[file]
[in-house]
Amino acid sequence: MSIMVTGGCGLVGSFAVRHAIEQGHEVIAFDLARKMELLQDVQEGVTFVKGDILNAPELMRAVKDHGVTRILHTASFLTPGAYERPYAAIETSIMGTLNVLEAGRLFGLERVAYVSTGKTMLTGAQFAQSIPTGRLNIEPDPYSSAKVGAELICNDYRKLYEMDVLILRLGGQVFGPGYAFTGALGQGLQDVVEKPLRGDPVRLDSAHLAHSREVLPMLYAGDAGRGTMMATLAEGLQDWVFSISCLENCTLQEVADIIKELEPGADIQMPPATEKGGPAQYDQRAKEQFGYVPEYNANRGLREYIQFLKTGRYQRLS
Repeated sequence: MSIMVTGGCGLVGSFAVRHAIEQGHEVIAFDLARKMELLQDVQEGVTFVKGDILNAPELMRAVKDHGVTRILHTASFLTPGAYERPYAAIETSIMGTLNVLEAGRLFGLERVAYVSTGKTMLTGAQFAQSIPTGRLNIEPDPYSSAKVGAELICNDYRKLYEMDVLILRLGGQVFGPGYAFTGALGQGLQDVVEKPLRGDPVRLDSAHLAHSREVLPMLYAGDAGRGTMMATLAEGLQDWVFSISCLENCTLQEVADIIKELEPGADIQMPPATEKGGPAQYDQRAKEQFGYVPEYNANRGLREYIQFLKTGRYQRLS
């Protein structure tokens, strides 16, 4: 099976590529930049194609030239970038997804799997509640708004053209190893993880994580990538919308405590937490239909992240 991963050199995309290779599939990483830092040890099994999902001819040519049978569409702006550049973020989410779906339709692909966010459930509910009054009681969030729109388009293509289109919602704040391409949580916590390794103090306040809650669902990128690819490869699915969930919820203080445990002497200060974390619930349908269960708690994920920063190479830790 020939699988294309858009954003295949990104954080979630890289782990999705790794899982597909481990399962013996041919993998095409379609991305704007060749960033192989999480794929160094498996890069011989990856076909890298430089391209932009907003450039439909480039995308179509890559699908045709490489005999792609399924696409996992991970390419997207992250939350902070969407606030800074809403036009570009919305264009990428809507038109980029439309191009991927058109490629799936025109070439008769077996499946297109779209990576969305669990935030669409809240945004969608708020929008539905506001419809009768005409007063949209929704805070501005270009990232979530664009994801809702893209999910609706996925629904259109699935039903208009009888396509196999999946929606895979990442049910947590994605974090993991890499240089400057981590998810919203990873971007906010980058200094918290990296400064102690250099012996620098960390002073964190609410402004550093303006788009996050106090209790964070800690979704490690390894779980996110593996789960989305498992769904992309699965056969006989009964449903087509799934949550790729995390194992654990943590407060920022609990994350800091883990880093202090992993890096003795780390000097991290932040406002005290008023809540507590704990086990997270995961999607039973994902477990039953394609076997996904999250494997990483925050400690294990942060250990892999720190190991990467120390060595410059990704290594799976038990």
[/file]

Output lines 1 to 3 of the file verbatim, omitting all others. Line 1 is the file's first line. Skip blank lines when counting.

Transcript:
[in-house]
Amino acid sequence: MSIMVTGGCGLVGSFAVRHAIEQGHEVIAFDLARKMELLQDVQEGVTFVKGDILNAPELMRAVKDHGVTRILHTASFLTPGAYERPYAAIETSIMGTLNVLEAGRLFGLERVAYVSTGKTMLTGAQFAQSIPTGRLNIEPDPYSSAKVGAELICNDYRKLYEMDVLILRLGGQVFGPGYAFTGALGQGLQDVVEKPLRGDPVRLDSAHLAHSREVLPMLYAGDAGRGTMMATLAEGLQDWVFSISCLENCTLQEVADIIKELEPGADIQMPPATEKGGPAQYDQRAKEQFGYVPEYNANRGLREYIQFLKTGRYQRLS
Repeated sequence: MSIMVTGGCGLVGSFAVRHAIEQGHEVIAFDLARKMELLQDVQEGVTFVKGDILNAPELMRAVKDHGVTRILHTASFLTPGAYERPYAAIETSIMGTLNVLEAGRLFGLERVAYVSTGKTMLTGAQFAQSIPTGRLNIEPDPYSSAKVGAELICNDYRKLYEMDVLILRLGGQVFGPGYAFTGALGQGLQDVVEKPLRGDPVRLDSAHLAHSREVLPMLYAGDAGRGTMMATLAEGLQDWVFSISCLENCTLQEVADIIKELEPGADIQMPPATEKGGPAQYDQRAKEQFGYVPEYNANRGLREYIQFLKTGRYQRLS